Does MacDonald’s advertising corrupt our children?
In North London a small minority of the local community is demanding that McDonalds takes down an ad on a railway bridge because, “they feel they don’t want their children exposed to advertising for McDonalds.” There’s no rational reasoning for this, if there was they’d see that McDonald’s food is way down the list of bad things a parent can give a kid.
I doubt those over emotive parents had stopped to think about what they are giving their kids as an alternative. Crisps, biscuits, cakes, chocolates, sweets, pasties, pies, ice cream or fish & chips. Shock horror, Britain’s traditional fast food is really bad for you. Then add Indian, Chinese, pizza and kebabs – all highly calorific and full of dubious processed food, additives and saturated fats. Compared to that list, McDonalds is a healthy option. The real irony of this local groups demand to rip down a McDonald’s ad on a train bridge is that the road is full of kebab shops.
Of course they don’t consider all the benefits McDonalds provides – fair wages for local people, they buy all their beef and milk (and most of their eggs) from British & Irish farmers, they have strong eco policies – the list goes on. Compare that to any local café, bar or take-a-way. Pity over emotive parents can’t get their facts right before they complain. KFC Naked women running through the streets with a banner declaring ‘NAKED TRUTH: KFC TORTURES CHICKS’ is not a bad way to get attention. PETA has launched a ‘boycott KFC’ campaign against it’s unethical treatment of chickens.
PETA claim that “More than 850 million chickens are tortured and killed each year for KFC“ and have produced a horror video, though they quote just 750 million chickens in it (not sure what happened to the other 100m). In Canada KFC has backed down and agreed to more humane treatment of chickens and to provide vegan chicken – seems a bit odd that a vegan would even go into a KFC. Bottle your own water I’ve written a lot about bottled water and tap water in my blogs, but now you can package up your own. This is already going on in the food services industry but now Belu have launched a ‘do it yourself kit of labels’.
The elegantly designed labels are the work of the ethical design & communications agency Provokateur and is short listed in the Green Awards, as is their very fun ACME website. Their own website is one of the nicest I’ve see in a while, check it out. Channel 4 new series. Having got involved in the new Channel 4 series, Battlefront (along with a few other people from the ad business) I’d recommend people have a look at their website 20 young campaigners with 20 campaigns.
This is one of Channel 4’s first multi platform programmes and is also being run on Facebook and Bebo. One of the campaigns wants to promote the use of a coffee cup for life option (like the carrier bags) Starbucks already offer a discount if you bring in your own cup. Another wants to promote ‘random acts of kindness’. The Esquires chain of fair trade coffee houses have came up with a clever solution to the loyalty card, they have adapted the cardboard sleeves into one. It’s the usual deal, buy 9 get one free. A bit big to put in your wallet though, but a worthy idea (http://www.esquirescoffee.co.uk/). Nutella Seems Ferrero, producers of Nutella (who also make Ferrero Rocher ) are the latest brand to get criticized for using palm oil which is responsible for deforestation in south-east Asia.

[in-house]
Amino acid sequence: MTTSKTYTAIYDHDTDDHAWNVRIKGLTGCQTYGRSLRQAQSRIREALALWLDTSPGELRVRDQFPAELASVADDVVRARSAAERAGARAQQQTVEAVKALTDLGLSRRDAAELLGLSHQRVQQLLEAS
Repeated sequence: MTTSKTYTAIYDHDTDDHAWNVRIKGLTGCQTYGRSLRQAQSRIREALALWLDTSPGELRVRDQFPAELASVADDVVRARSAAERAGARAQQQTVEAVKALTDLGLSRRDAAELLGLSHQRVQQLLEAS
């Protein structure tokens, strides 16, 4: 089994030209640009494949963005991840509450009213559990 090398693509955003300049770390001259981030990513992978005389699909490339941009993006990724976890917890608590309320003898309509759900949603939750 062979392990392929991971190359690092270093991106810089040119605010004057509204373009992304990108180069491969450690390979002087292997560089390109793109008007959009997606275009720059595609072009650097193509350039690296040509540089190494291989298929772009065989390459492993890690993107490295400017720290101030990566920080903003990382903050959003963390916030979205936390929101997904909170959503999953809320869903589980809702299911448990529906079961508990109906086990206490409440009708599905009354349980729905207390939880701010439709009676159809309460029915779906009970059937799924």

Unilever were attacked earlier this year when a group of protestors sat outside the Unilver office dressed as Orangutans. Greenpeace have launched a cyber action against Nutella. In February A TV ad for Nutella promoting the spread as good for children for breakfast was banned following 53 complaints to the ASA, arguing that it was misleading to say Nutella was a slow-release energy product because it had high sugar and oil content.
After Greenpeace whipped up a lot of support, Ferrero has now agreed to support the Unilever led moratorium on converting forest and peatland into oil palm plantations. Canadians ban ‘green’ and ‘eco’ words. Feed up with greenwash, the Canadians have banned labels and ads that use ‘green’ and ‘eco’ unless the company can prove it. Something we desperately need in the UK as complaints increase. Meanwhile in Australia, Goodyear has been condemned for claiming their Eagle tyres had little environmental impact. Well they do.
When will brands learn that greenwashing is a one way ticket to public condemnation. Worse for Goodyear, they actually had to pay out compensation to customer who were misled. Och! Tune in Finally, seems according to a survey in the States we are tuning back into radio and tuning out of iTunes. Consumers are getting bored listening to their current collection and in desperation to seek new material going back to good old radio. Much of this listening is taking place while surfing the web. For a really good radio station I recommend (digital and web only)
Passion for the Planet. Great music, no DJs and lots of really interesting interviews around health, ethics and the environment.